Innovation in pharmacokinetics can have dramatic benefits for patients. For example, extended release formulations of drugs given at bedtime can make the difference between needing to awaken for the next dose of drug vs. sleeping all night. Depot injections can have even more impact on dosing intervals, benefitting both drug tolerability and compliance; and innovations such as the creation of pro-drugs can impact bioavailability of poorly absorbed active ingredients. Alprolix™, the recently-approved chemically modified blood product, may also be added to this list. The drug provides a dosing benefit by keeping the drug within the blood stream, where it acts for a longer period of time.
Coagulation factor IX is used to control bleeding in patients with hemophilia B. These patients have deficiencies in blood factor IX, and are at risk for an increased rate of spontaneous bleeding or excessive perioperative bleeding with surgery. The amount of factor IX required to treat and/or prevent bleeding is dependent on how much endogenous factor the patient may have, and whether the clinical intent is to prevent all bleeding or just the risk of potential fatal bleeding. FDA’s approval of Alprolix (recombinant coagulation factor IX, Fc fusion protein) provides a particular benefit to patients with severe hemophilia B (typically factor levels <1% of normal) because the infused protein circulates for a prolonged period of time and dosing can be relatively infrequent. For many patients, weekly or even less frequent dosing may provide adequate prophylaxis compared to prior therapies which would often need to be administered two or three times weekly.
The dosing advantage of Alprolix derives from its manufacture as a fusion protein with a portion of antibody molecules. The antibody component acts as a carrier, creating a drug-carrier complex similar to the product made by linking of factor IX to albumin. The fusion protein has a terminal half-life several times longer than unmodified factor IX molecules. Since substantially improved hemostasis in severe hemophiliacs can be accomplished by maintaining factor IX blood levels above 1-3% of normal, even the relatively low blood concentrations of infused factor during the terminal phase of clearance prove to be clinically beneficial. Less frequent dosing means increased patient convenience, greater cost effectiveness, and potentially fewer infusion reactions and opportunities to produce inhibitors.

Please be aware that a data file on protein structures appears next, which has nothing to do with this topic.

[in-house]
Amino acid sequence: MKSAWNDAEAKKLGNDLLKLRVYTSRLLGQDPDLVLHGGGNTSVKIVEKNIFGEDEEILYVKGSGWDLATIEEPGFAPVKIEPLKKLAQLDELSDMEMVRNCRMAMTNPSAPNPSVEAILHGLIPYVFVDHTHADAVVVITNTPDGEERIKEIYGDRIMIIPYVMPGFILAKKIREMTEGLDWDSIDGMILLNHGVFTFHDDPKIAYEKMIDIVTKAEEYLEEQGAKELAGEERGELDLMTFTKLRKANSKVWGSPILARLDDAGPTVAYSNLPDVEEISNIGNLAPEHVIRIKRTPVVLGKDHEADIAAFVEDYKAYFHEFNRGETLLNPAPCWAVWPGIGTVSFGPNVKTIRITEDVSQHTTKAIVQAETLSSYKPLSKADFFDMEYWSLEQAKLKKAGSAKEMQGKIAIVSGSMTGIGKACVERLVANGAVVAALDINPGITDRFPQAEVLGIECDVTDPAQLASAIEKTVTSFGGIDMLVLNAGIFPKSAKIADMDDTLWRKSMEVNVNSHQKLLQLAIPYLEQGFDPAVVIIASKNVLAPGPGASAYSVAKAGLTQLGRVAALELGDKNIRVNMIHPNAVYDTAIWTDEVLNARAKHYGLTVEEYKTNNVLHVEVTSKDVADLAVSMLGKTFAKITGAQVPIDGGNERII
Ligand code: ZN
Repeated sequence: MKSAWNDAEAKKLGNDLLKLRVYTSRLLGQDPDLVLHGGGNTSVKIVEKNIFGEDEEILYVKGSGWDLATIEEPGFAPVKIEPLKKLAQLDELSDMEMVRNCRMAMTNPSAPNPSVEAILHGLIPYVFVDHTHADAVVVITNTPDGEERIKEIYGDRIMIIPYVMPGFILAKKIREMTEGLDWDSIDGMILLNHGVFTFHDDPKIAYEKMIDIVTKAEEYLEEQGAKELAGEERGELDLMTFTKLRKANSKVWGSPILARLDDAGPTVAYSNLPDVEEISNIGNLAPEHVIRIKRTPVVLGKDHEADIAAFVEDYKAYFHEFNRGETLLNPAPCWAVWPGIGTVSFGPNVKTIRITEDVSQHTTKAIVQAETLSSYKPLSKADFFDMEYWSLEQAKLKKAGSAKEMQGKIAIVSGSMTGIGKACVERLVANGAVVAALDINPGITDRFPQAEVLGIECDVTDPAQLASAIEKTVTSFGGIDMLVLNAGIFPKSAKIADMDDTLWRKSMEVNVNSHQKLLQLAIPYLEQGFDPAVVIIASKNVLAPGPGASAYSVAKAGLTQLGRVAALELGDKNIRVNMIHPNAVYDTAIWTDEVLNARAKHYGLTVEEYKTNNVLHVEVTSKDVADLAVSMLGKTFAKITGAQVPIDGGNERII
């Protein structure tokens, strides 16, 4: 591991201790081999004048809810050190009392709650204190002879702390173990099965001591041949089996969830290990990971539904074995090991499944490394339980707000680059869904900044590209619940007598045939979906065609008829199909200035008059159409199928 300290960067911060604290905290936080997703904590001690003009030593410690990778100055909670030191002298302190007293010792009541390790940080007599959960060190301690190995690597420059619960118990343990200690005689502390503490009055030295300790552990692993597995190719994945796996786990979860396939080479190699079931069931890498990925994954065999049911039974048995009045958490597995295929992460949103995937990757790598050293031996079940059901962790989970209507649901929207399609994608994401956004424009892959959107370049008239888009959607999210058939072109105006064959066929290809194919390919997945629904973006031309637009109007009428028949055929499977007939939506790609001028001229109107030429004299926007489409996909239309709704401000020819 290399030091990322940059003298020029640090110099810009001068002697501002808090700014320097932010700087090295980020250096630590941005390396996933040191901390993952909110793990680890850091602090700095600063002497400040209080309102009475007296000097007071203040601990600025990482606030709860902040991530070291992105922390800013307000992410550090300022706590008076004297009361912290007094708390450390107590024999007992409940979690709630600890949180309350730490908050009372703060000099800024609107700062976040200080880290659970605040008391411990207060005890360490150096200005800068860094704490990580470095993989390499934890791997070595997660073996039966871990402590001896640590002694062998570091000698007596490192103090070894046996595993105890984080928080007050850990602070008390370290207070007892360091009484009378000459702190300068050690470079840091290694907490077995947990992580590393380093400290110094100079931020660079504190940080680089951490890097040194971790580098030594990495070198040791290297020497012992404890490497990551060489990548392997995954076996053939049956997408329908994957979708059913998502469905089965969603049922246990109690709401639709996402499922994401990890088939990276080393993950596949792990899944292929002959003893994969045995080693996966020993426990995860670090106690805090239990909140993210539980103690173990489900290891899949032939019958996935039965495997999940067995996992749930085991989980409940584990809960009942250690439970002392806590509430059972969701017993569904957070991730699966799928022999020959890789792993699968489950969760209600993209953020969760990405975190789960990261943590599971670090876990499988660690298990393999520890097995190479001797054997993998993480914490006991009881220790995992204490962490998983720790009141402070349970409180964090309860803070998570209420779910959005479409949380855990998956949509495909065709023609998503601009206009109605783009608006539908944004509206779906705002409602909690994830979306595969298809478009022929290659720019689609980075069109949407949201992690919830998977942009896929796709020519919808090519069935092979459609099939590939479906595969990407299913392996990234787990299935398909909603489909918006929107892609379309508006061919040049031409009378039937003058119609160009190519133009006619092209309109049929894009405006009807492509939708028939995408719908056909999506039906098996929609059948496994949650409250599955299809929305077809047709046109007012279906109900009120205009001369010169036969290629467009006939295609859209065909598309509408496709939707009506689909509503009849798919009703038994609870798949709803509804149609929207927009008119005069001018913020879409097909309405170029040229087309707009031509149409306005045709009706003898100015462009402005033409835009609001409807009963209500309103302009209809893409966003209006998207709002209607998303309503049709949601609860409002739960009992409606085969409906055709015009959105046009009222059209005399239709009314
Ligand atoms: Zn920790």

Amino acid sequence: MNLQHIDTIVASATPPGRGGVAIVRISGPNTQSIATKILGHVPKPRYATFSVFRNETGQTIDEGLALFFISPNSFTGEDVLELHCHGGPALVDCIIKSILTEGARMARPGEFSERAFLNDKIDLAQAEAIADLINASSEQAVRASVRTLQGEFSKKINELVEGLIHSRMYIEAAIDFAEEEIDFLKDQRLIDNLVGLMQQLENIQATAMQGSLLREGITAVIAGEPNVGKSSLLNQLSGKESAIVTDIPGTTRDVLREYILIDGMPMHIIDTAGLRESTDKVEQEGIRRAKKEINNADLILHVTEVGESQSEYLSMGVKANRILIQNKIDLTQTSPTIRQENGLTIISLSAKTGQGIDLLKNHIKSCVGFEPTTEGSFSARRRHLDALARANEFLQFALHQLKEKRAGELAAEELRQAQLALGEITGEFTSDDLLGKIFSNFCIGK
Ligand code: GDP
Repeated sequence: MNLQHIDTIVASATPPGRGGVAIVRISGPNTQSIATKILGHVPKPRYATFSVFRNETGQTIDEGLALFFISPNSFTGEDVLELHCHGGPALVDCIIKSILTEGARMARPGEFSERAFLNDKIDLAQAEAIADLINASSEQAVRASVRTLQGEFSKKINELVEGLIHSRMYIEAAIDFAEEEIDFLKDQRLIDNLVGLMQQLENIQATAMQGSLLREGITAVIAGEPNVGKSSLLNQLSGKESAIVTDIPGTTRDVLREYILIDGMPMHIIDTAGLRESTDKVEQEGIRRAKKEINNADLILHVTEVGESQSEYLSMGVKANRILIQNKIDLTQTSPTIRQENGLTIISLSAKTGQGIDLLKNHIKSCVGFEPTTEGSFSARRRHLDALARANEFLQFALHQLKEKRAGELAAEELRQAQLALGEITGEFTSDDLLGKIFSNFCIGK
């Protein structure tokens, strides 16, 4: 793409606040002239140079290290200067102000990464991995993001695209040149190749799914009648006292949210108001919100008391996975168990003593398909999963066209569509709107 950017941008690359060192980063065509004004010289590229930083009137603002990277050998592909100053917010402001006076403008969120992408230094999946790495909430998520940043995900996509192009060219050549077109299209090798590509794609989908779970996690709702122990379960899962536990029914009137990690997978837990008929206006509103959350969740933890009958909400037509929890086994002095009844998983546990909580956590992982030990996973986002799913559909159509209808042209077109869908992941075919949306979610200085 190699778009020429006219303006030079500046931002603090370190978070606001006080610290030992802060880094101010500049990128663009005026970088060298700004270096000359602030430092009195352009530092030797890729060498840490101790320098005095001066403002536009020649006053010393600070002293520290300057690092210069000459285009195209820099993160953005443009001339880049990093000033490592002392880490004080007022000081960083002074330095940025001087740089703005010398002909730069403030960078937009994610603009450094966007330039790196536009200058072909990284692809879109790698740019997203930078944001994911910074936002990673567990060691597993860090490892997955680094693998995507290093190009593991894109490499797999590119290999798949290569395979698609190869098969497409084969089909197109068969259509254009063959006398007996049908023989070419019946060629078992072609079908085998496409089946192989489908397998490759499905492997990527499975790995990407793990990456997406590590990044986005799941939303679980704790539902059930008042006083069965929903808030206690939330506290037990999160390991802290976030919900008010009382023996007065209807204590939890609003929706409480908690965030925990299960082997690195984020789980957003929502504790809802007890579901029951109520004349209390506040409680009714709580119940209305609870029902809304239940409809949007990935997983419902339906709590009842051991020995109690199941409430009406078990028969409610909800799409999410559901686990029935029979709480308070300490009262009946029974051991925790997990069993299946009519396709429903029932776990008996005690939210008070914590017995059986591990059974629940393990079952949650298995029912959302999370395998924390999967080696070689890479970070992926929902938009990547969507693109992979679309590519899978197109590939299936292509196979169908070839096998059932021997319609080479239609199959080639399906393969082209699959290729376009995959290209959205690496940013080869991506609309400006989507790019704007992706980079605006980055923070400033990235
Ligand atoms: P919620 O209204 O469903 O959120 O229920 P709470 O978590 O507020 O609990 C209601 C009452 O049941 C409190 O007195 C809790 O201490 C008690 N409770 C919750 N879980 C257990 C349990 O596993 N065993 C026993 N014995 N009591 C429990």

Since hemophilia B is a genetic disorder, not much short of gene therapy could be used to “cure” the disease. Rather, clinical focus is on managing the coagulation factor deficiency state to minimize the long-term and acute risks of major bleeding and crippling musculoskeletal consequences. Improved factor replacement products such as Alprolix have the potential to significantly impact cost and effectiveness of controlling hemorrhage in these patients, and as such contribute disease-modifying improvements in clinical practice.
Dr. Bob Roth, M.D., Ph.D. is Vice President & Worldwide Medical Director at The Weinberg Group, the world’s leading food and drug consulting firm. If you have any questions or thoughts on this blog post or others, please reach out to us by email.